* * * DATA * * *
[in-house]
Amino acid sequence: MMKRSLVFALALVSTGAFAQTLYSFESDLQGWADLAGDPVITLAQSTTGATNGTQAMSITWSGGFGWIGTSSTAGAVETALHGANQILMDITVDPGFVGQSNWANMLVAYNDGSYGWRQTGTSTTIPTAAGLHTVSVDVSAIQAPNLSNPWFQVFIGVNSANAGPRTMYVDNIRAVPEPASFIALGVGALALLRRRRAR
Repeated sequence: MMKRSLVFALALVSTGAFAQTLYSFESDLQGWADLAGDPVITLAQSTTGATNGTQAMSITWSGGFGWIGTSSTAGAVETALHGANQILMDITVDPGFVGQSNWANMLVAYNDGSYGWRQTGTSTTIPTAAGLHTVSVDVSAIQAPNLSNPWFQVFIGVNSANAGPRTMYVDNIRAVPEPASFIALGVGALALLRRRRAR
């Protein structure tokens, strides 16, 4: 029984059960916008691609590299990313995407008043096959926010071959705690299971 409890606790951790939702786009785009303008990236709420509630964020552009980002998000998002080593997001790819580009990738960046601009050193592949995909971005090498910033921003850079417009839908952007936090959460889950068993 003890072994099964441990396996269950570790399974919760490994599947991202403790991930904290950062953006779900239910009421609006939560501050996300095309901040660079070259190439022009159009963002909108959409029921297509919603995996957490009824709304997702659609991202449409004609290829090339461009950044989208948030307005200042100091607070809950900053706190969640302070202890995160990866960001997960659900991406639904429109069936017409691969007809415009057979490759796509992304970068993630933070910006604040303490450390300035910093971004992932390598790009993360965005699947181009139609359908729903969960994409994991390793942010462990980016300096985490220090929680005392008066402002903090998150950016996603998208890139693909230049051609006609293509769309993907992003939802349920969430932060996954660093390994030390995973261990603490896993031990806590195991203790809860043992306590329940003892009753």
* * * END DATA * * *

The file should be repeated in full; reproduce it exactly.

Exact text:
[in-house]
Amino acid sequence: MMKRSLVFALALVSTGAFAQTLYSFESDLQGWADLAGDPVITLAQSTTGATNGTQAMSITWSGGFGWIGTSSTAGAVETALHGANQILMDITVDPGFVGQSNWANMLVAYNDGSYGWRQTGTSTTIPTAAGLHTVSVDVSAIQAPNLSNPWFQVFIGVNSANAGPRTMYVDNIRAVPEPASFIALGVGALALLRRRRAR
Repeated sequence: MMKRSLVFALALVSTGAFAQTLYSFESDLQGWADLAGDPVITLAQSTTGATNGTQAMSITWSGGFGWIGTSSTAGAVETALHGANQILMDITVDPGFVGQSNWANMLVAYNDGSYGWRQTGTSTTIPTAAGLHTVSVDVSAIQAPNLSNPWFQVFIGVNSANAGPRTMYVDNIRAVPEPASFIALGVGALALLRRRRAR
């Protein structure tokens, strides 16, 4: 029984059960916008691609590299990313995407008043096959926010071959705690299971 409890606790951790939702786009785009303008990236709420509630964020552009980002998000998002080593997001790819580009990738960046601009050193592949995909971005090498910033921003850079417009839908952007936090959460889950068993 003890072994099964441990396996269950570790399974919760490994599947991202403790991930904290950062953006779900239910009421609006939560501050996300095309901040660079070259190439022009159009963002909108959409029921297509919603995996957490009824709304997702659609991202449409004609290829090339461009950044989208948030307005200042100091607070809950900053706190969640302070202890995160990866960001997960659900991406639904429109069936017409691969007809415009057979490759796509992304970068993630933070910006604040303490450390300035910093971004992932390598790009993360965005699947181009139609359908729903969960994409994991390793942010462990980016300096985490220090929680005392008066402002903090998150950016996603998208890139693909230049051609006609293509769309993907992003939802349920969430932060996954660093390994030390995973261990603490896993031990806590195991203790809860043992306590329940003892009753």